Having been in the advertising business myself with a Fortune top-10 corporation, I know how meticulous the advertising approval process is. Mistakes of this magnitude are virtually non-existent in a large corporation that advertises frequently. Artists, photographers and writers are never allowed 'literary license' in depicting the product. Otherwise, we might see ads with red 7-UP cans, green Coke cans, etc. Never gonna happen.

What is the origin of the specific Model A color guidelines that we are all familiar with? Did MAFCA obtain original Ford documents? I would suspect that is the case.

But this ad is still quite puzzling!
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Old 04-22-2012, 06:40 PM   #5
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Default Re: Are MAFCA's paint guidelines missing something?

This Roadster Ad from May 1931 depicts a color scheme I don't believe was availble in 31 for a Roadster.

I'm surprised that Ford would approve artist leeway. Puzzling.
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Old 04-22-2012, 10:55 PM   #6
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Default Re: Are MAFCA's paint guidelines missing something?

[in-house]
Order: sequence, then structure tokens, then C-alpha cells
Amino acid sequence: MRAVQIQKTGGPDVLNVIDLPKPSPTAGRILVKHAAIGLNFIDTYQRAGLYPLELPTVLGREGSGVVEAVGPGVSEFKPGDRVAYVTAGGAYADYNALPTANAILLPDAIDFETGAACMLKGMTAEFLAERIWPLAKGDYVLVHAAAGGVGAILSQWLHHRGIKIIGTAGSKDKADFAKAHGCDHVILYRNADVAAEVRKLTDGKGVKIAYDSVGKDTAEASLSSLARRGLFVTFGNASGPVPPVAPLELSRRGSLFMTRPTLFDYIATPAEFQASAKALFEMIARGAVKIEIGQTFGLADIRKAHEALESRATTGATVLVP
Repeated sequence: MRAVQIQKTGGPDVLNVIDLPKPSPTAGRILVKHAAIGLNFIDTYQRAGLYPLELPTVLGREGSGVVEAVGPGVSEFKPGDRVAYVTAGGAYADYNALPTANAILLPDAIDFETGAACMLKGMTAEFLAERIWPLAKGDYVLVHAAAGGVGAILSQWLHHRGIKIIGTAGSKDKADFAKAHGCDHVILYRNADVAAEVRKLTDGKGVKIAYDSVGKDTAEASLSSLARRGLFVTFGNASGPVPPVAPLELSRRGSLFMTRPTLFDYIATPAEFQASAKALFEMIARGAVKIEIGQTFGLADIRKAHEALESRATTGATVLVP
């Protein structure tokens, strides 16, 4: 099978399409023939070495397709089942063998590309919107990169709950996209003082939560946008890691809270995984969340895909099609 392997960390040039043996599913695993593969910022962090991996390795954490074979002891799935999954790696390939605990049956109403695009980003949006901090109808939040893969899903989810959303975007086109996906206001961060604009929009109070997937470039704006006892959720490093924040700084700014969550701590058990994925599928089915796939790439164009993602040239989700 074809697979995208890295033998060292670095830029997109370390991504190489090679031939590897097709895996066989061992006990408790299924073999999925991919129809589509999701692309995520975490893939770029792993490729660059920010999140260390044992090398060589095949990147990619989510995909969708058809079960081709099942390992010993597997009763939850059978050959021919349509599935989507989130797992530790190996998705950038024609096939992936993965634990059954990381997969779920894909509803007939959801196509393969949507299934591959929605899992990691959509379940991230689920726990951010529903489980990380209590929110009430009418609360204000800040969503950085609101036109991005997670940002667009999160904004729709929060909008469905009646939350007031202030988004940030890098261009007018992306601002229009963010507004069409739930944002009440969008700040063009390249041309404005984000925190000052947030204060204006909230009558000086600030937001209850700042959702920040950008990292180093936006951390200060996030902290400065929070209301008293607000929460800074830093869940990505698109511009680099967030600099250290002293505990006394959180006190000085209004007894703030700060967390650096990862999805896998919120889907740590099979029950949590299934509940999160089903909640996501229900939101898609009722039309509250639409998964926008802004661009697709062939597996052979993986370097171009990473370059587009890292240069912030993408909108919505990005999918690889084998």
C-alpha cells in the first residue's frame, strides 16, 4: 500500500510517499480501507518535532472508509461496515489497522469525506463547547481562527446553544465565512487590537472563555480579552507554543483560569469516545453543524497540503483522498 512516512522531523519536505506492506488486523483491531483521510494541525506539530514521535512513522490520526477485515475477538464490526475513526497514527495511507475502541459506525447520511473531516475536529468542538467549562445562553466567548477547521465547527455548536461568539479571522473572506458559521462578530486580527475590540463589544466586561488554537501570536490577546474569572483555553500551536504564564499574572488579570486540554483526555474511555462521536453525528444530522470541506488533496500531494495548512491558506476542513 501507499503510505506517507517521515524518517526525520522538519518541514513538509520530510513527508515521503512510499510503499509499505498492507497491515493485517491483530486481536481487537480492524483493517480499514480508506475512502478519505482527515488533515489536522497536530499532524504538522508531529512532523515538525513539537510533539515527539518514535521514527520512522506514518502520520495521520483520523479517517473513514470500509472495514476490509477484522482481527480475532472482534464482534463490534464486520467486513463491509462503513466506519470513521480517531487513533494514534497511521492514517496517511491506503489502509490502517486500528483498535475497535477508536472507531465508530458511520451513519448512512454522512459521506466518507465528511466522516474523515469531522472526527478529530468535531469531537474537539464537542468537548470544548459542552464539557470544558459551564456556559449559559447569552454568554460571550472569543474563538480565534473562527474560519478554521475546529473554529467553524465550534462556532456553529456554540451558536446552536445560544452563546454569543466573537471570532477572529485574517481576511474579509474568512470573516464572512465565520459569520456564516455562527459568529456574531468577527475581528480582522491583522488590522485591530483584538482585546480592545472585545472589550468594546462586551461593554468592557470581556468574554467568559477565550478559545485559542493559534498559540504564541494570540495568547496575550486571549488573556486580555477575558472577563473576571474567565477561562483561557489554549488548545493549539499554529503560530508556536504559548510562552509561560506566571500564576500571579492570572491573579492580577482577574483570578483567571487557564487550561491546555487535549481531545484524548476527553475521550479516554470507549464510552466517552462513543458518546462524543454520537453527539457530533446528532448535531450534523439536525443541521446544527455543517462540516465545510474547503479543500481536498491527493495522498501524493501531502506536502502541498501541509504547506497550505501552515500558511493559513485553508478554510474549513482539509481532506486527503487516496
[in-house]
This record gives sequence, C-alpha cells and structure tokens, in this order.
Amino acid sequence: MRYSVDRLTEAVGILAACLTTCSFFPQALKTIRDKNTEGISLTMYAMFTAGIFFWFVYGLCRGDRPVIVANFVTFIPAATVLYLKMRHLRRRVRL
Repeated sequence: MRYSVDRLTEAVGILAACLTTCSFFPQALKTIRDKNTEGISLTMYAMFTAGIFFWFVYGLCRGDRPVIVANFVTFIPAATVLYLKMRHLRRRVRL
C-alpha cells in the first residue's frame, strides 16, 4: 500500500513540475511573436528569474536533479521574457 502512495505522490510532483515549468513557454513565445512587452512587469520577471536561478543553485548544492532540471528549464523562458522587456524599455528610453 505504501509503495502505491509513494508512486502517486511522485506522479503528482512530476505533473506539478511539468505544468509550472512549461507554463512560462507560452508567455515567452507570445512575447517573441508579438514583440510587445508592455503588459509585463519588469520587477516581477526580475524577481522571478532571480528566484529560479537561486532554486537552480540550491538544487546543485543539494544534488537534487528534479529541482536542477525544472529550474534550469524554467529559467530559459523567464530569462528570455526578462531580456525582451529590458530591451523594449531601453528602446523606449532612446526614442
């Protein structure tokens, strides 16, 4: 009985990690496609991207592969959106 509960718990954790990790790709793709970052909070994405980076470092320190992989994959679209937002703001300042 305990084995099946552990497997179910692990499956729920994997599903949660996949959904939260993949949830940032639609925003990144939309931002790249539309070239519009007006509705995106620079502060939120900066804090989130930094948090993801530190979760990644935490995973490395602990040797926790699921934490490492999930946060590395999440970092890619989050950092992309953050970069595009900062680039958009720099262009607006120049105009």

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Quote:
Originally Posted by 400A-64 View Post
Not all advertisments were of cars or colors that were actually produced. the artist had his ideas.....
Bruce Davis a400usa@nccn.net
I beleive this is covered in the book about model A ads.
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Old 04-23-2012, 06:14 AM   #7
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Default Re: Are MAFCA's paint guidelines missing something?

Quote:
Originally Posted by Texas Tom View Post
Marco:

I'm not arguing the point, but I still am very puzzled by the fact that Ford would publish an ad that includes an "incorrectly" painted Model A. The ad likely appeared in 50+ magazines, and probably several issues of each.

Having been in the advertising business myself with a Fortune top-10 corporation, I know how meticulous the advertising approval process is. Mistakes of this magnitude are virtually non-existent in a large corporation that advertises frequently. Artists, photographers and writers are never allowed 'literary license' in depicting the product. Otherwise, we might see ads with red 7-UP cans, green Coke cans, etc. Never gonna happen.

What is the origin of the specific Model A color guidelines that we are all familiar with? Did MAFCA obtain original Ford documents? I would suspect that is the case.

But this ad is still quite puzzling!
Much of what you say regarding ad industry standards were not rigid in practice "way back when". Truth Laws were not adopted until later, and with regard to product accuracy, that was less important than catching the eye of the reader. If you really want to see some unreal color combos you should look at old Packard ads. Green cars with orange wheels? 4 and 5 colors? Definately not in the mainstream of what buyers were looking for. If one needs to justify this practice in their mind, or try to rationalize what the ad men were going after, think "Somewhere West of Laramie".